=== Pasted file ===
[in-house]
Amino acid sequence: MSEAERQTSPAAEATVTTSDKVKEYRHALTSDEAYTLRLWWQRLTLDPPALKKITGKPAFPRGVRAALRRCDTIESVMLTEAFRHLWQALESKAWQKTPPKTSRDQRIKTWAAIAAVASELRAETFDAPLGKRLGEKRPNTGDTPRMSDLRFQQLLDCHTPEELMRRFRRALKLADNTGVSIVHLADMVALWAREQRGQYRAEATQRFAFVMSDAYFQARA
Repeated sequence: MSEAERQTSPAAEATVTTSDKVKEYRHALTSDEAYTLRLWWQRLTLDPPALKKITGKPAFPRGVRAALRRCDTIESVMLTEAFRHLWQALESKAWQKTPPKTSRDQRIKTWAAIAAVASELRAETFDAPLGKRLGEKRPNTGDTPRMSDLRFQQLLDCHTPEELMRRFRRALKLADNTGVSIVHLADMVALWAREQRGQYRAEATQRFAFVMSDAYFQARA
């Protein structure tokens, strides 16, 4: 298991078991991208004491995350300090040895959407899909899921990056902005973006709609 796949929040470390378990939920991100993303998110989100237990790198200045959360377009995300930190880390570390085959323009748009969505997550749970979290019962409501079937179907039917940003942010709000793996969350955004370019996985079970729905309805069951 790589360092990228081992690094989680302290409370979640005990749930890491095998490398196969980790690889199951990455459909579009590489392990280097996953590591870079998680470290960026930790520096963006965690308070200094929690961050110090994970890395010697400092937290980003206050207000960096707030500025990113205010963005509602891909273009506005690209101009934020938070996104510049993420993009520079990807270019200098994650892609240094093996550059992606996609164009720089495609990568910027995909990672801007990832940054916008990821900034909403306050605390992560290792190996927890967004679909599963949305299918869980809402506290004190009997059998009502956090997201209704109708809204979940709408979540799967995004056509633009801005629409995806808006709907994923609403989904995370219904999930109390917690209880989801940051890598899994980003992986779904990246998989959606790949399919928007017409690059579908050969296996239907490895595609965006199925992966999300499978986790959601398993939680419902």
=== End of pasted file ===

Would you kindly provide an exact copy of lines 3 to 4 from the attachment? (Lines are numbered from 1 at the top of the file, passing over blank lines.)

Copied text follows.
Repeated sequence: MSEAERQTSPAAEATVTTSDKVKEYRHALTSDEAYTLRLWWQRLTLDPPALKKITGKPAFPRGVRAALRRCDTIESVMLTEAFRHLWQALESKAWQKTPPKTSRDQRIKTWAAIAAVASELRAETFDAPLGKRLGEKRPNTGDTPRMSDLRFQQLLDCHTPEELMRRFRRALKLADNTGVSIVHLADMVALWAREQRGQYRAEATQRFAFVMSDAYFQARA
């Protein structure tokens, strides 16, 4: 298991078991991208004491995350300090040895959407899909899921990056902005973006709609 796949929040470390378990939920991100993303998110989100237990790198200045959360377009995300930190880390570390085959323009748009969505997550749970979290019962409501079937179907039917940003942010709000793996969350955004370019996985079970729905309805069951 790589360092990228081992690094989680302290409370979640005990749930890491095998490398196969980790690889199951990455459909579009590489392990280097996953590591870079998680470290960026930790520096963006965690308070200094929690961050110090994970890395010697400092937290980003206050207000960096707030500025990113205010963005509602891909273009506005690209101009934020938070996104510049993420993009520079990807270019200098994650892609240094093996550059992606996609164009720089495609990568910027995909990672801007990832940054916008990821900034909403306050605390992560290792190996927890967004679909599963949305299918869980809402506290004190009997059998009502956090997201209704109708809204979940709408979540799967995004056509633009801005629409995806808006709907994923609403989904995370219904999930109390917690209880989801940051890598899994980003992986779904990246998989959606790949399919928007017409690059579908050969296996239907490895595609965006199925992966999300499978986790959601398993939680419902």